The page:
After rage-quitting during a city council vote over spending plans, former Clearwater Mayor Frank Hibbard said he has "no regrets" about his decision.
"There'll be things that I will miss. I've been involved as mayor on-and-off for 13 years, so certainly there are some things that I'll miss," Hibbard said on "Varney & Co." Monday. "But sometimes you just have to stand by what you believe in, and that's what I did last Monday."
The Florida mayor abruptly resigned during a city council meeting after disagreeing with the "reckless" way local leaders were spending taxpayers’ dollars.
"I'm concerned where the city is going because this is simple math and we're not doing very well on the test," Hibbard said at a budget meeting Monday. "In good conscience for my family, for my own health and other things, I can't remain the mayor."
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Hibbard, who as mayor voted like a councilmember, was the lone city council voice who opposed constructing a $90 million city hall and municipal building. Clearwater, already facing a quarter billion dollar shortfall for other projects, should be more careful with its resources, Hibbard told host Stuart Varney.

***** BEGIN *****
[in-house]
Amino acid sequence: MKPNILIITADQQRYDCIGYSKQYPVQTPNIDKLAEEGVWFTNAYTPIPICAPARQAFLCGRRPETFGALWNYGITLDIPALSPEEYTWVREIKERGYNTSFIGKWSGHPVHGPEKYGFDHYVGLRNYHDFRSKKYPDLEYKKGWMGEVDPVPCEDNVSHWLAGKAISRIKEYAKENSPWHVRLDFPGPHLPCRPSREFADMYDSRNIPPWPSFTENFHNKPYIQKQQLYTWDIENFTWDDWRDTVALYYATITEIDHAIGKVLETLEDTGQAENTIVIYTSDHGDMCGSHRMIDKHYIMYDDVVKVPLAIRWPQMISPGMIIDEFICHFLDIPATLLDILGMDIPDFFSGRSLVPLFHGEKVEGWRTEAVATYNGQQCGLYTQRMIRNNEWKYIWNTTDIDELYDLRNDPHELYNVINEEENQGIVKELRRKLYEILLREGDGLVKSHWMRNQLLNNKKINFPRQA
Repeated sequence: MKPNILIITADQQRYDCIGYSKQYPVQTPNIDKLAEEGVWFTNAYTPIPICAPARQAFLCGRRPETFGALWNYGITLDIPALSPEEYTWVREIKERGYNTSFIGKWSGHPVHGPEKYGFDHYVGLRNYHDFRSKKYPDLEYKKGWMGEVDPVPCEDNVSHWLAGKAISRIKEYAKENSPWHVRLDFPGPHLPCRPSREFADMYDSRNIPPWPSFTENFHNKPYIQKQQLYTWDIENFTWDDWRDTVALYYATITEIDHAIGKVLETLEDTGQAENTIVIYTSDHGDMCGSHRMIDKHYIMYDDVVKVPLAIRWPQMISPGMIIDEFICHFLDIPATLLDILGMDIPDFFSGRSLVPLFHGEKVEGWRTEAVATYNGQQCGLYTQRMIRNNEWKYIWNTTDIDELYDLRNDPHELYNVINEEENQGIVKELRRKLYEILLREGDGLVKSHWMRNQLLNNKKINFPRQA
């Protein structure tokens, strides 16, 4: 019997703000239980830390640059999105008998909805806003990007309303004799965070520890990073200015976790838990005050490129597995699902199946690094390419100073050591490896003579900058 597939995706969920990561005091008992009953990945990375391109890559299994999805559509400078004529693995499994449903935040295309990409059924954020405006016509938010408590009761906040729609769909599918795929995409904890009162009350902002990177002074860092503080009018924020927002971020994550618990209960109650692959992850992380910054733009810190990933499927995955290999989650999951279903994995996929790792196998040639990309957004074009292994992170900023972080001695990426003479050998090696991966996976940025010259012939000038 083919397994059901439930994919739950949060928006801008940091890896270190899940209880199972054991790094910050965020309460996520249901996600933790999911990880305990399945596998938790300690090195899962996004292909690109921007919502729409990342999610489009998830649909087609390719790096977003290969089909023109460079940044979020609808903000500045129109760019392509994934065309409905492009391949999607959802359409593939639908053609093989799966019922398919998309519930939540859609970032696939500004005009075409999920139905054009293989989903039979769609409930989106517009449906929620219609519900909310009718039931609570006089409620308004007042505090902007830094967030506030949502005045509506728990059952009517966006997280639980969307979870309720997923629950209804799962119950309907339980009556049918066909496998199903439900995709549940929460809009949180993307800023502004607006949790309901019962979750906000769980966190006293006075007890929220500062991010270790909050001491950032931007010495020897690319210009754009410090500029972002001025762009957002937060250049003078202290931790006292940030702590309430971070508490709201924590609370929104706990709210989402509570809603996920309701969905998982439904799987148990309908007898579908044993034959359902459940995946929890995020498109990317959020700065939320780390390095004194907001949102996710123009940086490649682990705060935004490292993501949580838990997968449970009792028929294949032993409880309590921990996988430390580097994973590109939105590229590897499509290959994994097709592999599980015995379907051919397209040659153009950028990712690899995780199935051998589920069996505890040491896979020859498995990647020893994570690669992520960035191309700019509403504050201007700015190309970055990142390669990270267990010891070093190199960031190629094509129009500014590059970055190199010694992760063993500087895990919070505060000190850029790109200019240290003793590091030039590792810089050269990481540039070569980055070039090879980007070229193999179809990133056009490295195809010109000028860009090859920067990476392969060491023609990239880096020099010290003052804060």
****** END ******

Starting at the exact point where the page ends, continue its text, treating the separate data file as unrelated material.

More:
"The list we were looking at was a quarter of a $1 billion deficit, and we're talking about building a new city hall and what we call the ‘municipal services building,’ which is only 26 years old," Hibbard explained. "No one tears their house down after 26 years. Most people haven't even paid it off."
While Clearwater’s city council is nonpartisan-led, Hibbard openly identified himself as a member of the GOP and claimed his decision wasn’t a political play.
"I am a Republican, but this goes beyond which party you're affiliated with. This goes to common sense, and being creative and finding solutions," the former mayor said.
Media attention from Hibbard’s unexpected resignation might be "the only way" for his message to resonate deeper with Clearwater constituents.
"This may be the only way that I could get through to citizens, to get this story covered, and now they're the ones who are going to have to stop this," he said. "And I think from the feedback I've received, they probably will."
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Hibbard, who works full-time as a financial adviser and wealth manager, served as mayor from 2005 to 2012 and was re-elected to another four-year term in 2020. He had already announced that he would not seek re-election in 2024.
"I don’t want anybody freaking out right now about this," Clearwater councilmember David Allbritton said after Hibbard’s resignation. "We’ve got enough people up here to make the decisions and keep everything on track, and that’s what we plan to do today."
Fox News’ Jon Michael Raasch contributed to this report.